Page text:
“Make sure every click makes the user more confident”
Jared M Spool in Disambiguity conference
roadside assistance on the digital highway
Criticism passes judgement — Critique poses questions
Criticism finds fault — Critique uncovers opportunity
Criticism is personal — Critique is objective
Criticism is vague — Critique is concrete
Criticism tears down — Critique builds up
Criticism is ego-centric — Critique is altruistic
Criticism is adversarial — Critique is cooperative
Criticism belittles the designer — Critique improves the design
From: Judy Reeves
See also Jared Spool’s article
The “beginning” is how you introduce something new to a person, and how you will get them to understand its value such that they incorporate it into their lives. When you set about designing the beginning, you are forced to consider the following hard questions:
The Fogg Behavior Model shows that three elements must converge at the same moment for a behavior to occur: Motivation, Ability, and Trigger. When a behavior does not occur, at least one of those three elements is missing.
Behaviour change elements: motiviation, ability, trigger
Core Motivators: pleasure/pain; hope/fear; social acceptance/rejection
Simplicity factors: time; money; physical effort; brain cycles; social deviance; non-routine
Triggers: facilitator; spark; signal
If we could read user’s minds, then we could in theory design the perfect experience for them. Unfortunately, we’re not all Jean Greys, so we make due with what we can measure to try and take educated guesses as to what people care about. In this day and age, what we can measure has its limits, and it’s important to always remember that. Simply looking at what people are doing in your product can’t tell you:
Julie Zhuo: Metrics Versus Experience
A JTBD is not a product, service, or a specific solution; it’s the higher purpose for which customers buy products, services, and solutions. (…) It helps the innovator understand that customers don’t buy products and services; they hire various solutions at various times to get a wide array of jobs done.
There are two different types of JTBDs:
Then, within each of these two types of JTBDs, there are:
Finally, emotional job aspects are further broken down into:
(…) The better a solution can fulfill all of these job levels and layers, the better chance it has in the marketplace. Also, the better the solution either achieves or nicely dovetails with related JTBDs, the better chance of success it has. In short, the JTBD concept is a guide for thinking beyond to make your current solutions, and your competitors’ solutions, obsolete.
The Progress Making Forces Diagram
This diagram can be used (e.g. in interviews) to explore physical, functional, social, and emotional aspects of the forces that pull people towards either tried and tested and innovative solutions.
The Customer-Jobs-To-Be-Done Canvas by Helge Tennø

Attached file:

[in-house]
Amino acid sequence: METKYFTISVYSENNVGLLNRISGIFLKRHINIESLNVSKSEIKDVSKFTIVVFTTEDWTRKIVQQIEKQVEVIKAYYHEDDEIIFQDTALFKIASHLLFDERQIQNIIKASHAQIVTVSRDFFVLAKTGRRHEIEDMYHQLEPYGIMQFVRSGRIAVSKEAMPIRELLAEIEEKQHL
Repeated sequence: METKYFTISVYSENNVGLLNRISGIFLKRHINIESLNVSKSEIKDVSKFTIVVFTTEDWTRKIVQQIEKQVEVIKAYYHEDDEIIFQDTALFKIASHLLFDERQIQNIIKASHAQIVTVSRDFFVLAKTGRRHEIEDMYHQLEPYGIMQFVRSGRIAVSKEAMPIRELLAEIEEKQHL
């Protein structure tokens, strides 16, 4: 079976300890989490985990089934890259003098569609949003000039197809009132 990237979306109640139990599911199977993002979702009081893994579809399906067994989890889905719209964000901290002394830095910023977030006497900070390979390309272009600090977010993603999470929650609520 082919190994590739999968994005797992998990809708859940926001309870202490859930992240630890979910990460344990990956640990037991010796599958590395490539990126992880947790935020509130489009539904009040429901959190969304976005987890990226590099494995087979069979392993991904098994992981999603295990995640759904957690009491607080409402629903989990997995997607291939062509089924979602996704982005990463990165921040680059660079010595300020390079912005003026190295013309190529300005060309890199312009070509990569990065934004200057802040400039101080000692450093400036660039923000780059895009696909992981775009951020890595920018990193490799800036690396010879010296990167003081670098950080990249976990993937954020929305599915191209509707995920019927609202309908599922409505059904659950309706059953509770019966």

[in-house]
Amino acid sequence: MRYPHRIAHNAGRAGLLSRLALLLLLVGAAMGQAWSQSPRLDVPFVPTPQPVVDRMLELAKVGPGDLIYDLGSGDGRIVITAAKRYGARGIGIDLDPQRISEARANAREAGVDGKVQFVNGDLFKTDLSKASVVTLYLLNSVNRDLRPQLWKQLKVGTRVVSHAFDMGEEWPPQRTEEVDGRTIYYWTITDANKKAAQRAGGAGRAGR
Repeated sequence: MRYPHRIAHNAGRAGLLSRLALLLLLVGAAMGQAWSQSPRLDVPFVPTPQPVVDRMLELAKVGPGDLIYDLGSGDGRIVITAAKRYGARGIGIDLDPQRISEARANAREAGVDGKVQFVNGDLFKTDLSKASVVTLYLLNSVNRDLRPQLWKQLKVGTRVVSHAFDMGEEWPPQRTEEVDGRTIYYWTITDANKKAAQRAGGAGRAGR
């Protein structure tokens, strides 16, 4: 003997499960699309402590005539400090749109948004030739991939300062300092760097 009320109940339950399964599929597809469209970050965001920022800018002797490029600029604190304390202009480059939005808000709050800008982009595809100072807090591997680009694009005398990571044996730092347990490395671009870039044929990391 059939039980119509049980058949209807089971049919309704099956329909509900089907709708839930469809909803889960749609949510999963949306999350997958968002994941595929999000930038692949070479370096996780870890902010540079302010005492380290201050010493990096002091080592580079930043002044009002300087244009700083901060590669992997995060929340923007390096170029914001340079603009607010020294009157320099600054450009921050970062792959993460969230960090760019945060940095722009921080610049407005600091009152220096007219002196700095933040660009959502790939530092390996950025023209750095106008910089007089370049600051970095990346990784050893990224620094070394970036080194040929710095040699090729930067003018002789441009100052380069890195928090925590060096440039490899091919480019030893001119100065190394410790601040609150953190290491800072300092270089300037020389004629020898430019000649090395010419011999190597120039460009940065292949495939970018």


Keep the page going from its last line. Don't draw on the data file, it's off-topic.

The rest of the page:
Don’t use an overlay unless you have a clear, compelling case for why this content should not be presented within a regular page. Good reasons for using an overlay could include:
Kathryn Whitenton in https://www.nngroup.com/articles/overuse-of-overlays/
There’s a reason why they (Apps) are popular on mobile:
Jean-Baptiste Coger: Why you shouldn’t bother creating a mobile app.
Early in 2015, Google released a set of articles on what they call “micro-moments”. (…)
You’re at home with a nice free evening. What shall you do now? Ah! You feel like watching something. So, you want to get to the position where you can choose which movie to watch. You want to know the answer more than anything! So, you’ve just gone online to see. Here, you’re thinking with “the Google initiative”—that is, you’re searching or browsing to find out what’s hot, perhaps seeing what’s not-so-hot as you go down the reviews. You want to know which movie would be the best fit tonight.
You’ve decided on seeing the latest action blockbuster movie, but where? This is when you want to see what’s “Near me”.
You may want to learn about a process, service, or product. If you’ve ever gone on YouTube to see what others say about products, or just wanted to see how to do a job (e.g., DIY); that is where to learn. If your motorcycle won’t start and you “sort of” know what’s wrong, YouTube can show what you need. We’ll worry about which company’s motorcycle part in the next micro-moment!
Your “final micro-moment” might have you start by watching any of over 1 million YouTube videos as you zero-in on which motorcycle part is the most reliable/best value before making the buy. If we’ve gone to the movie theater, maybe a friend shows us the trailer of another movie. Finding it better, you’re “sold” on seeing that instead. Congratulations, you’ve completed the process.
From: Muriel Garreta Domingo: Micro-moments: Are you designing for them?
Ellis (1987, 1989) carried out a study in which he used semi-structured interviews for data collection and Glaser and Strauss’s grounded theory for data analysis. His research resulted in a pattern of information-seeking behavior among social scientists that included six generic features:
Lokman I. Meho & Helen R. Tibbo: Modeling the Information-Seeking Behavior of Social Scientists: Ellis’s Study Revisited (PDF)
In other words … (Ellis 1993?):